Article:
On the other hand, after the Yom Kippur war in 1973, Israel reversed itself and signed the Israel South Africa Agreement in 1975. The agreement covered many different areas of defence co-operation at a time when both countries were unable to source weapons and defence technology freely on the international market. John Vorster and Pik Botha visited Israel officially, and, in 1981, Ariel Sharon visited South African forces in Namibia. Benjamin Beit-Hallahmi wrote in 1988 that the alliance between South Africa and Israel was one of the most underreported news stories of the past four decades and that Israel played a crucial role in the survival of the apartheid regime (Beit-Hallahmi, Benjamin (1988). The Israeli Connection: Whom Israel Arms and Why). Israel eventually reduced its relations with South Africa significantly and denounced apartheid in 1987, but did not break off contacts completely, making it one of the few countries in the world to not entirely boycott apartheid South Africa.

          Thus history teaches us that opportunism based on circumstances is one of the prime movers of both individuals and countries, regardless of moral implications. Such moral convenience should be condemned whenever it occurs, whether it be Karajan, Pfitzner, Schwarzkopf etc. or the US, Russia, China, etc.. That said, however, I completely disagree with Peter M’s bundling Obama together with the Bush W administration’s morally reprehensible actions.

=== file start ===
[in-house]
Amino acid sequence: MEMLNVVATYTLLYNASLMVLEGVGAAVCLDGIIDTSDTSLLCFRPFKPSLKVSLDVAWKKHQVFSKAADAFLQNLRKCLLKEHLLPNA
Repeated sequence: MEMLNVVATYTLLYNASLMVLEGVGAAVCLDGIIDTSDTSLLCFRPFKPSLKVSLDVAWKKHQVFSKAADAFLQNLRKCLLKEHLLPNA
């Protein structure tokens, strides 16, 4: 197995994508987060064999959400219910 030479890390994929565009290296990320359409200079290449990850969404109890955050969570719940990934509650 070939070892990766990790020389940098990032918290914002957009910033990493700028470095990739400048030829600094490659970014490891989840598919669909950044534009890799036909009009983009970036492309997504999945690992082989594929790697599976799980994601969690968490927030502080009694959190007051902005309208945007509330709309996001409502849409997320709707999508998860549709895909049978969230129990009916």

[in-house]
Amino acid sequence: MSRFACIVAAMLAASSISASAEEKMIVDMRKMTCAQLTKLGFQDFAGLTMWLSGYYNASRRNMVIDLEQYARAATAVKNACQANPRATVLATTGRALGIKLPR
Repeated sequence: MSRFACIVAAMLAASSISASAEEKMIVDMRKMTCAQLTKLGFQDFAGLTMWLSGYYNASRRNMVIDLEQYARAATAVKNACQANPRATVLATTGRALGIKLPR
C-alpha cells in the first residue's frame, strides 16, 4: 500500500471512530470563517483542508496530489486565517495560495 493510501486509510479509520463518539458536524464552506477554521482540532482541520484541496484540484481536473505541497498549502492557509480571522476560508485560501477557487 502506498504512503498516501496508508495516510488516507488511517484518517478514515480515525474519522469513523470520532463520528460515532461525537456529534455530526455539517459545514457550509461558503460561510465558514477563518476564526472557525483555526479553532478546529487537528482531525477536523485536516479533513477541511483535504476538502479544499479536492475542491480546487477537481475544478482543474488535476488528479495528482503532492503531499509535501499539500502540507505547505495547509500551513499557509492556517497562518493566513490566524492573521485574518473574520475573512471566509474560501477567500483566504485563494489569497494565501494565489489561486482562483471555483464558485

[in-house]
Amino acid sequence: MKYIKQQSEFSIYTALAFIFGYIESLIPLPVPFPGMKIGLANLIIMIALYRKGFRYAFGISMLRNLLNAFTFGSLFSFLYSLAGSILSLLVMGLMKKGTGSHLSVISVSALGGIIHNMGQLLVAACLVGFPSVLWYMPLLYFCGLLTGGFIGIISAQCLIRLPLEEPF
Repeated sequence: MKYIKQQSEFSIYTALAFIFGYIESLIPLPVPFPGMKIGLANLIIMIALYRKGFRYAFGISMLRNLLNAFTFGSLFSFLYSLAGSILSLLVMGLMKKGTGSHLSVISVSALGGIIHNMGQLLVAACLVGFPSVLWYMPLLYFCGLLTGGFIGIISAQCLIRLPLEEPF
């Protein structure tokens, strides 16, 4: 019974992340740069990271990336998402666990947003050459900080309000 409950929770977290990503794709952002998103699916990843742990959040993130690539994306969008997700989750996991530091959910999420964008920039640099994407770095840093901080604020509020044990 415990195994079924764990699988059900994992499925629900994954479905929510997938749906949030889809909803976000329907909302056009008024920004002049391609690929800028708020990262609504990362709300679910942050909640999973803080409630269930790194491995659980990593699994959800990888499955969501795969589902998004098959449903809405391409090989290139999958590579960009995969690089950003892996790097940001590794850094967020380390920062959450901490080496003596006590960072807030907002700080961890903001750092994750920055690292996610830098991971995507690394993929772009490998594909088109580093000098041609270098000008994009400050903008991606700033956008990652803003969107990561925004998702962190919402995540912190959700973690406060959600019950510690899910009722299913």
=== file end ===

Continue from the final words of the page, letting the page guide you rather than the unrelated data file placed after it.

I did purchase a few recordings with Karajan years ago, but once I realised how close his ties with the nazis were, I discontinued buying his recordings. Of all German musicians who embraced and prospered under nazi rule, he is one of the most repugnant.

          • “When we think of a country that should have a high moral stance, we think if Israel. It was, after all, to a high degree, founded because of the sufferings of Jews in the Holocaust. One would expect that such a country would thoroughly distance itself from an openly racist regime that oppressed and segregated individuals into ghettos based on their race.”

            When a country is faced with immediate threats to its very existence, it cannot afford the luxury of taking any kind of moral stance … especially if it has relatively few friends and allies in the world.

            (Do I see some more finger pointing here?)

          • The state of Israel was founded upon a grave injustice: the expulsion of the local Palestinians. Already Hanna Ahrend predicted at the time of the founding, that this injustice would cause an endless circle of violence and hatred. She was right. The Palestinians had nothing to do with the holocaust, so to them it was an injustice indeed. But this has nothing to do with the subject: Karajan’s membership of the nazi party.